clock menu more-arrow no yes mobile

Filed under:

Is Alabama’s Josh Jacobs the best running back in the draft?

The Giants probably won’t be drafting Josh Jacobs, but could he still help them improve their backfield?

NCAA Football: College Football Playoff National Championship-Clemson vs Alabama Mark J. Rebilas-USA TODAY Sports

When it comes to the running back position in the 2019 NFL Draft, there is something of a scrum to determine the top player.

Most list Alabama running back Joshua Jacobs as the top back in the class, but there are dissenters. There are those who list David Montgomery from Iowa State, while others have Penn State’s Mile Sanders climbing boards. Some even cite Darrell Henderson from Memphis as the best running back in the draft.

Fortunately for the New York Giants, they don’t need to invest serious resources in the running back position this year. However, they still need to scout the players to set up their boards accurately, and they might become opponents in the near future.

So, is Alabama’s Josh Jacobs the best back in the land? And if so, what kind of runner is he?



  • Good size and frame for the position.
  • Good vision to spot holes and defenders.
  • Patient setting up his blockers
  • Consistently looks to finish runs behind his pads.
  • Versatile. Reliable receiver, willing blocker.
  • Impressive jump cut for a bigger back.


  • One-speed runner, and not a fast one at that.
  • Limited burst.
  • Contact balance can be questionable.
  • Chain-mover but not a big play threat.

Prospect Video

What They’re Saying

A team-first, high character prospect with relentless physicality on the field, Jacobs’ best trait might be his outstanding vision behind the line of scrimmage and at the second level. His active eyes and ability to find space with timing and velocity allow him to maximize almost every carry he gets.

That number isn’t plentiful however, as Jacobs suffered nagging injuries during his sophomore year that kept him under the radar, and didn’t break out until the end of his junior year. The lack of touches will bother some, as Jacobs certainly can’t hang his hat on college production, but the traits and ability are undeniable on tape. He’s extremely talented, young (turns 21 at end of February) and already extremely well-rounded. Should be an immediate contributor in the NFL with a great chance to be the first running back off the board.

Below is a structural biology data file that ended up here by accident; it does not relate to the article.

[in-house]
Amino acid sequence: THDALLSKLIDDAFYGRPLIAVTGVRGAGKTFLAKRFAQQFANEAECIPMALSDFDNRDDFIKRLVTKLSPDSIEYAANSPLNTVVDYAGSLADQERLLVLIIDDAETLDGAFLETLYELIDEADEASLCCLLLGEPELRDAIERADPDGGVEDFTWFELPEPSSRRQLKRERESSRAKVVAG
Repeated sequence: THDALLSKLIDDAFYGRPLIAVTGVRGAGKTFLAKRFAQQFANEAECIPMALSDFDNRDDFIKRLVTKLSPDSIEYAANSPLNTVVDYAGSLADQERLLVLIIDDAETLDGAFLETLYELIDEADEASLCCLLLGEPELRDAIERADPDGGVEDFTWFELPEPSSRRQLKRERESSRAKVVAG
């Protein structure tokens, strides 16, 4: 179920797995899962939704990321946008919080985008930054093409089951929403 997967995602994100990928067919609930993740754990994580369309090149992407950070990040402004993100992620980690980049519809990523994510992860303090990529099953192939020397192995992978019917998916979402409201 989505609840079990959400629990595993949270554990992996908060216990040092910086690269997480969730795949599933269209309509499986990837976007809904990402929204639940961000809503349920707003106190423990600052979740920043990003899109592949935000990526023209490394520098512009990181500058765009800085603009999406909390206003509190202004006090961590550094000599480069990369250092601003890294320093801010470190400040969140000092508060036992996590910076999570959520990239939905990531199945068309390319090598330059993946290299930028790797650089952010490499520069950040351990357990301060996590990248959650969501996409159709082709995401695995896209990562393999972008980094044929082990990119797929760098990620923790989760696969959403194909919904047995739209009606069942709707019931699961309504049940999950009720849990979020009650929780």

- Jon Ledyard (The Draft Network - Scouting Report)

Does He Fit The Giants?

Jacobs has a well-rounded skill set that would go quite well in the GIants’ offense. Jacobs is a powerful runner with good vision to find holes, patience to set up his blocks, and who’s one-cut style is quick to get up field. As a receiver he is capable of lining up in several positions is reliable receiver who can pick up yards after the catch. He also has upside as a kick returner and is a willing blocker for his teammate. Interestingly, Alabama would occasionally use him as a fullback for other runners, and he was solid in the role, giving them added versatility and options for their two-back sets.

Jacobs’ biggest weakness is his lack of speed and burst out of his cuts. He will often find himself fighting through contact on runs that a more explosive back would turn into breakaways. He measured in at 220 pounds, and could turn himself into a Le’Veon Bell type player in the right system and with a similar transformation of his physique.

However, given that they already have a similar player in Wayne Gallman Jr. on the roster, and it will likely cost a high round draft pick to acquire Jacobs, he is only a fit in theory.

But while the Giants shouldn’t draft Jacobs, they should do their due diligence in scouting him. In particular, they should pay attention to how Alabama used both Damian Harris and Jacobs at the same time, then apply it to their own running back position with Saquon Barkley and Gallman.